#6? Huckleberries. (They are crazy about 'em up there. Who knew?)

The short story is this: if you are looking for a great, cheap destination with fabulous regional food options and the opportunity to feel as if you didn't leave anything undone after 3 days of walking and driving around to experience the northern bounty, we *HIGH*ly recommend Portland. (Caveat #1: If you are single and are looking for a night scene, this may not be the best option for you. Caveat #2: Despite what seems to be a slower pace of life, you will not have enough time to do all of your work for the weekend if you are a 3L taking a full load. You will return relaxed, fat, refreshed, full of beer that is better than the wine, and even further behind than when you left on your schoolwork.)

October 3, 2005

Enjoying the Benefits

Today, my school hosted a Supreme Court review. I attended and was treated to a free hour and a half that easily beat out the majority of the class hours that my tuition has purchased thus far.

First, there was free food. Second, there was free wine. Third, there was free diet coke. Did I mention it was free? Oh, and the technical reason why I went?

There were three of the bay area's foremost legal scholars giving squib versions of their takes of last year's most important Supreme Court decisions. Apparently, the broadband case is the only important case from last season related to IP. (In all fairness, despite the furor in the tech world, grokster is a no-brainer: if you're going to rely on substantial non-infringing use, you can't advertise copyright infringement as your main sales ploy. Shocking.)

Outside of IP, if you're me, other than Booker and FanFan and Gonzales, you are woefully underinformed of the Supreme Court cases from last session and completely uninformed of the cases to be heard this session (other than Anna Nicole's case, of course).

So I went to the event and attentively listened. It was entertaining, informative, and I was conscious of just how lucky I was to be so well educated. Two years ago, I might have thought I knew what I was hearing, but I wouldn't have understood the historical meaning of the ordinary English words they used, the legal jargon, the importance of the issues, or the depth of the knowledge that these three legal scholars poured upon us. But today, I was thankful and in awe, plus well enough informed to understand that I was still missing some things. I guess the transformation is almost complete.

And yes, while the scholars offered informed and interesting commentary on Roberts and Meirs, I tend to agree with Buffalo Wings and Vodka on the likely line-up of the Court.

October 2, 2005

A great weekend

Friday night was gourmet dinner with friends at a local greek restaurant. The waitress didn't like us so much, but we didn't like her either, so that was fair.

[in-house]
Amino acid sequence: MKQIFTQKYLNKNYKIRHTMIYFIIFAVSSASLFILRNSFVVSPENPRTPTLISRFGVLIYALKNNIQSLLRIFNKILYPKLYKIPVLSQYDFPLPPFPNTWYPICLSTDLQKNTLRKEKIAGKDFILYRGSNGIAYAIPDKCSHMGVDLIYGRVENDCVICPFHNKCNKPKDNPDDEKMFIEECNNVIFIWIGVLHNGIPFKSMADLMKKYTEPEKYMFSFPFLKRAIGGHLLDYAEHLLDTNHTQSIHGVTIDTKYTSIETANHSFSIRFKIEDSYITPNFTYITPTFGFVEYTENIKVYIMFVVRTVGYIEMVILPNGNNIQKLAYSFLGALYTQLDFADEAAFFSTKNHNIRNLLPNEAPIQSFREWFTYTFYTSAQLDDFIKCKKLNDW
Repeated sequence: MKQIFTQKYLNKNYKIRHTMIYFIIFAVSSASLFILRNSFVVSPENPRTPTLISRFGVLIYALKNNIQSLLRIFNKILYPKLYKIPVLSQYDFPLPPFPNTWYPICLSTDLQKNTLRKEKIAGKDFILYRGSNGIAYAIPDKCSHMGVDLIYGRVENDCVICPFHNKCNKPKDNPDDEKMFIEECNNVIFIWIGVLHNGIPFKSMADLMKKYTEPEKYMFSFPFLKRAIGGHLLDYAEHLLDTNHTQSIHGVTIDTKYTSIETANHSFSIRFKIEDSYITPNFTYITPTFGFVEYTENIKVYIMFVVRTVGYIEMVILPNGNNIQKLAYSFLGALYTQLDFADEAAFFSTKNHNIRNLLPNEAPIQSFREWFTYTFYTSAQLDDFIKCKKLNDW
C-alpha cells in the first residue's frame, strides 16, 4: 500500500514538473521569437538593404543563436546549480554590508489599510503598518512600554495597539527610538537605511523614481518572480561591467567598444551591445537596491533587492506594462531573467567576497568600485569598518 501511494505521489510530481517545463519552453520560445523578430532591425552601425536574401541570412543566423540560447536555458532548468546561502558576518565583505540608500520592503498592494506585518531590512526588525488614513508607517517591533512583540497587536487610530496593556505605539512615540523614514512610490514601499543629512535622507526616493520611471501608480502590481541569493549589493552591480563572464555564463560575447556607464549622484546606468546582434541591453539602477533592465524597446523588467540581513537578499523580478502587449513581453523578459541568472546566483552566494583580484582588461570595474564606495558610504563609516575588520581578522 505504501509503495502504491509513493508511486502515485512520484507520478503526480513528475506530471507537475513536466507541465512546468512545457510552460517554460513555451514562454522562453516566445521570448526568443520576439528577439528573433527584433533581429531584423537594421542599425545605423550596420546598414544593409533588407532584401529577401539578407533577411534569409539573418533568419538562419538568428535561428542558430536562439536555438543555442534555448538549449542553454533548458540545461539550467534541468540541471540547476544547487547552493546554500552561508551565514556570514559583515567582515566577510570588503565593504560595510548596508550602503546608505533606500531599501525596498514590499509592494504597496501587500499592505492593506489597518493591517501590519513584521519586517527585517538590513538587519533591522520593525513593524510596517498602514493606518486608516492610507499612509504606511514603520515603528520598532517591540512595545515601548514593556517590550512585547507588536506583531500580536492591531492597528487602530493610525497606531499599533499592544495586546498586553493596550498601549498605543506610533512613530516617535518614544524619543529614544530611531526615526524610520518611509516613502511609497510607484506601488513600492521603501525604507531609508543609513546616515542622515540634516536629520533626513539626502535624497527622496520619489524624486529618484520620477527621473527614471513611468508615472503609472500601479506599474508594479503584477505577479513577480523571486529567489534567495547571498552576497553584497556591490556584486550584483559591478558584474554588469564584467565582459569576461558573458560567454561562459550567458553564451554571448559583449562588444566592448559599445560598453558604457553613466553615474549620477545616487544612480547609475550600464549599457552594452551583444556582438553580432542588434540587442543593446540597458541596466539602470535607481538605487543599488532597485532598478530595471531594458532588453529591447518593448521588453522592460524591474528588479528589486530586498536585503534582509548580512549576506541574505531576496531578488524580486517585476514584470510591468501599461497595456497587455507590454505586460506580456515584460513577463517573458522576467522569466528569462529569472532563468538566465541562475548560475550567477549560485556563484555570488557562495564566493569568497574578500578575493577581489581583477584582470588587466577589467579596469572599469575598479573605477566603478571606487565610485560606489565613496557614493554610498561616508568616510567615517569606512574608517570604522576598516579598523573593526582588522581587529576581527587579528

Saturday, in the theme of public transit and my life, BART made its best efforts to ruin my weekend (final score: bart $16; BT & E: 2 stations, 3 unvalued cards, and barely exiting one bart parking garage with our life). Finally, E and I admitted defeat and drove to the game.

But, the BART debacle must have bought me some karma because the game was a shutout. Sure, the QB made some errors and we looked a little sloppy, but it was fun to meet up with friends and enjoy the win. Given how long I've been a loyal fan of a losing team, I'll enjoy any win I can get, especially if it's followed by Mexican food and margaritas with college friends that I haven't seen in months. Priceless.

In one of the indicators that I'm no longer in college, I opted to leave after the restaurant closed to head home for an early Saturday night and lots of water before bed. Sometimes, it amazes me how my priorities have changed in the last decade. But, they have, and this morning, I experienced one of the reasons why. I willingly woke at 7 AM for a leisurely trip to pick up a friend, get coffee and drive to San Francisco. I was rewarded with one of those fabulous autumn summer days (yeah, you read that right) that almost make living in San Francisco seem like a reasonable option for someone who hates the fog. It was clear, blue, and [gasp] warm from 8 AM on.

CKD, J and I all showed up at the ferry building around 8:30 AM to take part in the Bridge to Bridge run.

In a simultaneously lazy and responsible act, I'd taken Thursday, Friday, and Saturday off of my feet and belatedly replaced the scheduled miles with 2 yoga workouts. It worked wonders. I felt energized, my knee wasn't the least bit sore, and despite starting in the very back and having to weave through the crowds, I managed to finish the 12K at a 9:01 pace. Plus, the route was roughly the same as the first half of the Nike race, so I now have a decent idea of what I'm in for next month: 6 miles of flat and gorgeous. (Before the hill at mile 7, but we won't talk about that right now.)

After the race and the inevitable waiting for transport, parking exits, etc., the boys joined us and we replaced all the burnt calories in a single guiltless brunch. After much laughter, food, and a mojito, I took a shower and a nap. In the interests of the story, I'll stop there and pretend it was the perfect weekend. (Read: I'm definitely not taking a break from necessary schoolwork right now. Perfect weekend. Perfect.)